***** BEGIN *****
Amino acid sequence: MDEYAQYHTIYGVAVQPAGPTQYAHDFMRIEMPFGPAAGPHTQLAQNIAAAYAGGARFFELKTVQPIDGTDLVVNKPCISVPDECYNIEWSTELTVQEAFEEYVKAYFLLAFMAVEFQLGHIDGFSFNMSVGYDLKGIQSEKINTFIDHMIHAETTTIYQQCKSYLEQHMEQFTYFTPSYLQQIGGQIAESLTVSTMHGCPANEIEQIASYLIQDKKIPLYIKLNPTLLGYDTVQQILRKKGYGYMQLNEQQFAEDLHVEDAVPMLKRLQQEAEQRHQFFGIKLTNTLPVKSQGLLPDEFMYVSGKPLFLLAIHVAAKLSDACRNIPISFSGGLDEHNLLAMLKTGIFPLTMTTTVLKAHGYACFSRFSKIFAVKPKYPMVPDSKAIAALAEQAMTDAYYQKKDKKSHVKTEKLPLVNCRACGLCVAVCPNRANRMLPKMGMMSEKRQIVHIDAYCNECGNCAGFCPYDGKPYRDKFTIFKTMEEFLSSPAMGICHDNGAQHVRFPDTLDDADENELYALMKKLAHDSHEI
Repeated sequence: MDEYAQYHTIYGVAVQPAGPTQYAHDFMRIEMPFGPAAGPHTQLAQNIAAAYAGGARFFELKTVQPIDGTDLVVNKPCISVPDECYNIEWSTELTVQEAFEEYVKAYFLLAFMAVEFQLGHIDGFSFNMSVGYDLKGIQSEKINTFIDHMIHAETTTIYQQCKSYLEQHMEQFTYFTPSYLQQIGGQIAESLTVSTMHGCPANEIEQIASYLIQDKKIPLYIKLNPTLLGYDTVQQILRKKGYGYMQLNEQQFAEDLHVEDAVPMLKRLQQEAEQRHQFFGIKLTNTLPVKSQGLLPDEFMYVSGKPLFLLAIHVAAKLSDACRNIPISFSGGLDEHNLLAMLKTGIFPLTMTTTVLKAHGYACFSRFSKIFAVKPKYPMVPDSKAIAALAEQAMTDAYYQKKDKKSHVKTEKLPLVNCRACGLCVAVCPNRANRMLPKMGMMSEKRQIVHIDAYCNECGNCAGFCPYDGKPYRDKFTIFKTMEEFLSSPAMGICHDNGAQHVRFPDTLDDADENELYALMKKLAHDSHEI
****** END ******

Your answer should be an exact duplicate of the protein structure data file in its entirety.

Amino acid sequence: MDEYAQYHTIYGVAVQPAGPTQYAHDFMRIEMPFGPAAGPHTQLAQNIAAAYAGGARFFELKTVQPIDGTDLVVNKPCISVPDECYNIEWSTELTVQEAFEEYVKAYFLLAFMAVEFQLGHIDGFSFNMSVGYDLKGIQSEKINTFIDHMIHAETTTIYQQCKSYLEQHMEQFTYFTPSYLQQIGGQIAESLTVSTMHGCPANEIEQIASYLIQDKKIPLYIKLNPTLLGYDTVQQILRKKGYGYMQLNEQQFAEDLHVEDAVPMLKRLQQEAEQRHQFFGIKLTNTLPVKSQGLLPDEFMYVSGKPLFLLAIHVAAKLSDACRNIPISFSGGLDEHNLLAMLKTGIFPLTMTTTVLKAHGYACFSRFSKIFAVKPKYPMVPDSKAIAALAEQAMTDAYYQKKDKKSHVKTEKLPLVNCRACGLCVAVCPNRANRMLPKMGMMSEKRQIVHIDAYCNECGNCAGFCPYDGKPYRDKFTIFKTMEEFLSSPAMGICHDNGAQHVRFPDTLDDADENELYALMKKLAHDSHEI
Repeated sequence: MDEYAQYHTIYGVAVQPAGPTQYAHDFMRIEMPFGPAAGPHTQLAQNIAAAYAGGARFFELKTVQPIDGTDLVVNKPCISVPDECYNIEWSTELTVQEAFEEYVKAYFLLAFMAVEFQLGHIDGFSFNMSVGYDLKGIQSEKINTFIDHMIHAETTTIYQQCKSYLEQHMEQFTYFTPSYLQQIGGQIAESLTVSTMHGCPANEIEQIASYLIQDKKIPLYIKLNPTLLGYDTVQQILRKKGYGYMQLNEQQFAEDLHVEDAVPMLKRLQQEAEQRHQFFGIKLTNTLPVKSQGLLPDEFMYVSGKPLFLLAIHVAAKLSDACRNIPISFSGGLDEHNLLAMLKTGIFPLTMTTTVLKAHGYACFSRFSKIFAVKPKYPMVPDSKAIAALAEQAMTDAYYQKKDKKSHVKTEKLPLVNCRACGLCVAVCPNRANRMLPKMGMMSEKRQIVHIDAYCNECGNCAGFCPYDGKPYRDKFTIFKTMEEFLSSPAMGICHDNGAQHVRFPDTLDDADENELYALMKKLAHDSHEI